Diamond drilling program progress at the Cape Ray Gold Project
The inaugural drill program at Cape Ray is now completed and results from the final batches of drilling are due in the coming weeks. Once all results have been received, Matador will process and analyse all results to understand what the growth has been and to assess where the next round of targets to continue that growth story would be.
FIGURE 1: DRILL HOLE LOCATIONS
04 Zone Depost
The 04 deposit is the largest deposit identified to date (242,622 oz at 1.6g/t Au) and is located in the Central Sector on Cape Ray. Drilling in this area was designed to improve the understanding and confidence around near surface high grade components of the deposit and potentially extend areas of it close to surface.
FIGURE 2: LONG SECTION OF 04 ZONE DRILLING
Significant results from this program at this deposit, include;
- CRD001: 1.6m @ 24.36 g/t Au from 128.2m
- CRD016: 2.0m @ 13.3 g/t Au from 41m
- CRD014: 2.0m @ 10.8 g/t Au from 78m
- CRD015: 4.9m @ 4.8 g/t Au from 63m
- CRD014: 3.0m @ 2.4 g/t Au from 69m
The results are positive and are generally in line with or at a higher grade than the existing resource in this area. Results returned indicate an extension of mineralisation at the top of the 04 deposit while also building on confidence and drill density in the near surface parts of the deposit. For all results from the program, please refer to Appendix 1.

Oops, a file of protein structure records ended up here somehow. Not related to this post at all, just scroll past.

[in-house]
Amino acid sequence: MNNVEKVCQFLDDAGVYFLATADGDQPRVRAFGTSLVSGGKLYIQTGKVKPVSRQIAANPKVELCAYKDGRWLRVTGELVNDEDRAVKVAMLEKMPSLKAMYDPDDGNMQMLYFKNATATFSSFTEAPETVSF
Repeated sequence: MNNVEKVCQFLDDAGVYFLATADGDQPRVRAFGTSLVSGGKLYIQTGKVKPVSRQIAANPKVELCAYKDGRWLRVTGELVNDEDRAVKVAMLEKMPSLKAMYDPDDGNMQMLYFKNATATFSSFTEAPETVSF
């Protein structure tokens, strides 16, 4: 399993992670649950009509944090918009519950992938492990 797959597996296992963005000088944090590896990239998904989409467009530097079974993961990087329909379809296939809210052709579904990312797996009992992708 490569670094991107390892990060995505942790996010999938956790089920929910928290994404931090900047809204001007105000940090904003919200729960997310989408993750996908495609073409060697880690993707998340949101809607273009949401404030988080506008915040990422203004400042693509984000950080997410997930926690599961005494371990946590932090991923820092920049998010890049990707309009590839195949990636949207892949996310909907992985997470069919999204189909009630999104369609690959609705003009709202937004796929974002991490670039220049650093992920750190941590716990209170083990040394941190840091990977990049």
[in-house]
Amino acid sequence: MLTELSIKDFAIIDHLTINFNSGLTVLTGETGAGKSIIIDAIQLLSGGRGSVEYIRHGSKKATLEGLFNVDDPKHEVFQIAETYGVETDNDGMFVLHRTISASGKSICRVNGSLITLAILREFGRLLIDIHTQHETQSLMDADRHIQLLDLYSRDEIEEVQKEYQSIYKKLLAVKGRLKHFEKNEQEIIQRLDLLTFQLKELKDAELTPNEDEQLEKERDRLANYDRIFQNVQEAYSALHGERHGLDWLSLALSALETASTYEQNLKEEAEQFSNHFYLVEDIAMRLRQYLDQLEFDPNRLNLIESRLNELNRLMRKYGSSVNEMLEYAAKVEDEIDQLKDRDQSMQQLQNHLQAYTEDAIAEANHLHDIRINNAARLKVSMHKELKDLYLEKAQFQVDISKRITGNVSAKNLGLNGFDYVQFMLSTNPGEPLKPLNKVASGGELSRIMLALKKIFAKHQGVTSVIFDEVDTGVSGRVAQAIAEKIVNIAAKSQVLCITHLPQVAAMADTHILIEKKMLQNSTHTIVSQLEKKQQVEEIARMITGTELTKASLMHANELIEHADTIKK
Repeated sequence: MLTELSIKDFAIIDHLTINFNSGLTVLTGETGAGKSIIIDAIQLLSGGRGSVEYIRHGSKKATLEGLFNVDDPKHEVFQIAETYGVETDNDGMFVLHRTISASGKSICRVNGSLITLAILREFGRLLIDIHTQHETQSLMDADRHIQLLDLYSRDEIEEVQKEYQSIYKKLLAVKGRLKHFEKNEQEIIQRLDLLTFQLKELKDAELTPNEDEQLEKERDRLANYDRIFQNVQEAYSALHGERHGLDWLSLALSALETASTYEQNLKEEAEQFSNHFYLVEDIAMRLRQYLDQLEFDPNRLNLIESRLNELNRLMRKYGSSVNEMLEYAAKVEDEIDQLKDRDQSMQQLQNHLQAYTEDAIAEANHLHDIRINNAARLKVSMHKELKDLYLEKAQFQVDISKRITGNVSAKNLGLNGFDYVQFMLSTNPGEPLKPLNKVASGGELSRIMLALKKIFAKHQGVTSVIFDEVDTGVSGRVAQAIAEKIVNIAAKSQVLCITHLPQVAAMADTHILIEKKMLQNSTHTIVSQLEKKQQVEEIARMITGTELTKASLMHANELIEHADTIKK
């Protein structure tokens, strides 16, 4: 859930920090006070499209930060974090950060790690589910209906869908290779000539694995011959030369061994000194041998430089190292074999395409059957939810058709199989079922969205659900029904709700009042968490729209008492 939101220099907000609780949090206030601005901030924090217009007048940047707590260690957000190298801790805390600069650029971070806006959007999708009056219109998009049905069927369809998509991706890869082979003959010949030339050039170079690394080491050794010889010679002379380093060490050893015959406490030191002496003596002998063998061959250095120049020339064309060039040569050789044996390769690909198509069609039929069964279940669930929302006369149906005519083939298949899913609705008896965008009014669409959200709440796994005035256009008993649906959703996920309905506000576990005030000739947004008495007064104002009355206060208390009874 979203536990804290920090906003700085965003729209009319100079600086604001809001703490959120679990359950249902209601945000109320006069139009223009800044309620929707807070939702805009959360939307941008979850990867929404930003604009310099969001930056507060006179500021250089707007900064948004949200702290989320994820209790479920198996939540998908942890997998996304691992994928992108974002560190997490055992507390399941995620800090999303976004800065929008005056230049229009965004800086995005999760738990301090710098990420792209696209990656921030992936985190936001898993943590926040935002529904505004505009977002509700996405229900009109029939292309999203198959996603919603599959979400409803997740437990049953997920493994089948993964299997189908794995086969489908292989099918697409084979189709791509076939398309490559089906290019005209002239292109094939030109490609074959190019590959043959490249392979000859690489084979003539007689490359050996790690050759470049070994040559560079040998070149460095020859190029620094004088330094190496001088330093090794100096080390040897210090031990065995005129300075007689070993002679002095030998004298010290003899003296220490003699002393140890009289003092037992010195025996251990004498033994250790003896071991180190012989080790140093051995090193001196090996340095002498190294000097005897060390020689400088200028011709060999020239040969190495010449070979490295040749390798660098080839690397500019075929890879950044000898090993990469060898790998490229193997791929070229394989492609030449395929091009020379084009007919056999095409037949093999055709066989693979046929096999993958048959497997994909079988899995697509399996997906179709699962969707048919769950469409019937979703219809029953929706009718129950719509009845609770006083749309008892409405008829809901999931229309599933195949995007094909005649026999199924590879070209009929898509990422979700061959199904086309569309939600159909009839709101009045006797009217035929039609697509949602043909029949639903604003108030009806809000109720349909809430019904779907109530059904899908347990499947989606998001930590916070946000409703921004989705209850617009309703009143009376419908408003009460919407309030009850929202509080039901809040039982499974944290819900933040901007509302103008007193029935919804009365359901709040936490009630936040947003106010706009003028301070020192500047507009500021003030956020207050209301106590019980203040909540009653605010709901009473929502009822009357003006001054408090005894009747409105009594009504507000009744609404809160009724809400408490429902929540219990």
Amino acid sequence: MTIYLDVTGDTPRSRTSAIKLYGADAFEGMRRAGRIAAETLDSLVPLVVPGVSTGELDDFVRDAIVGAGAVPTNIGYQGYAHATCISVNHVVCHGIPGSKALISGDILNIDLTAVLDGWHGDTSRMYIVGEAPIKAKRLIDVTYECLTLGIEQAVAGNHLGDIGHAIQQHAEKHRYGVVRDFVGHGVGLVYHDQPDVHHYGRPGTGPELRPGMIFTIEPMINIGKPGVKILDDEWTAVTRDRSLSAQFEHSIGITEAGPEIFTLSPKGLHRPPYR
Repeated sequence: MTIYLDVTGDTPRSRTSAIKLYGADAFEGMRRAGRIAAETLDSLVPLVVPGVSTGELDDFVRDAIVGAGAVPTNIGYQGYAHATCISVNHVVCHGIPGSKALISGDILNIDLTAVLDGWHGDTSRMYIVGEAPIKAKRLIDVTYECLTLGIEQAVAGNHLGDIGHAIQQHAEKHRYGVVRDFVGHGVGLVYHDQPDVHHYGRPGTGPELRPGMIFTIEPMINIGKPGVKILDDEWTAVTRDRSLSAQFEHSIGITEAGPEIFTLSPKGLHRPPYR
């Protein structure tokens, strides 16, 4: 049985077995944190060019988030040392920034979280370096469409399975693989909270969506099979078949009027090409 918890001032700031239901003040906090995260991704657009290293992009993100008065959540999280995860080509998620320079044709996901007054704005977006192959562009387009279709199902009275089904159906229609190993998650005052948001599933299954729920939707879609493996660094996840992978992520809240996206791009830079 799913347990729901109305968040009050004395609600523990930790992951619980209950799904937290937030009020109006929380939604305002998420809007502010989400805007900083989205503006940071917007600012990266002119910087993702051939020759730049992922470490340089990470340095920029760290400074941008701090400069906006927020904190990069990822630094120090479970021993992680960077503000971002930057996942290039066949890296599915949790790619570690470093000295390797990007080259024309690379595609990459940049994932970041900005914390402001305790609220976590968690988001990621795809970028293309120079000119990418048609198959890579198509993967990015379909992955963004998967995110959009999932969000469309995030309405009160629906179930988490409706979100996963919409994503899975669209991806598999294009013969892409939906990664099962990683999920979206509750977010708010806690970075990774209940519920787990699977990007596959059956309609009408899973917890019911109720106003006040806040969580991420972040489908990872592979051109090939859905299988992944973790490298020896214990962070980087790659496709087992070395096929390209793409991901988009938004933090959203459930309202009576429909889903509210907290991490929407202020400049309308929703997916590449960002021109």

Isle aux Morts Deposit
The most northern of our deposits, Isle aux Morts, is at an early stage of development, with the resource entirely classified in the inferred category (74,266 at 3g/t Au), however is one our higher grade deposits. The current program was designed to better understand the geometry and structural setting for the high grade mineralisation of the deposit.
FIGURE 3: LONG SECTION OF ISLE AUX MORTS DRILLING
The results have been positive with all but one hole intersecting mineralisation. Encouragingly, in the case of CRD023 and CRD024, the significant widths of 10.6m and 27.8m respectively, indicate the possibility to expand on volume and inventory at the deposit. Significant results returned from the program at this deposit are as follows:
- CRD023: 10.6m @ 2.26g/t Au from 9m (including 5.6m @ 3.72g/t Au from 14m)
- CRD024: 27.8m @1.18g/t Au from 5m
- CRD025: 3.0m @ 1.68 g/t Au from 92m
- IMR02-05: 16m @ 2.33 g/t Au from 28m
For all results from the program, please refer to Appendix 1. 
As per Matador’s announcement dated 5 April 2018. Matador confirms that it is not aware of any new information or data that materially affects the information included in the original announcement.
About the Company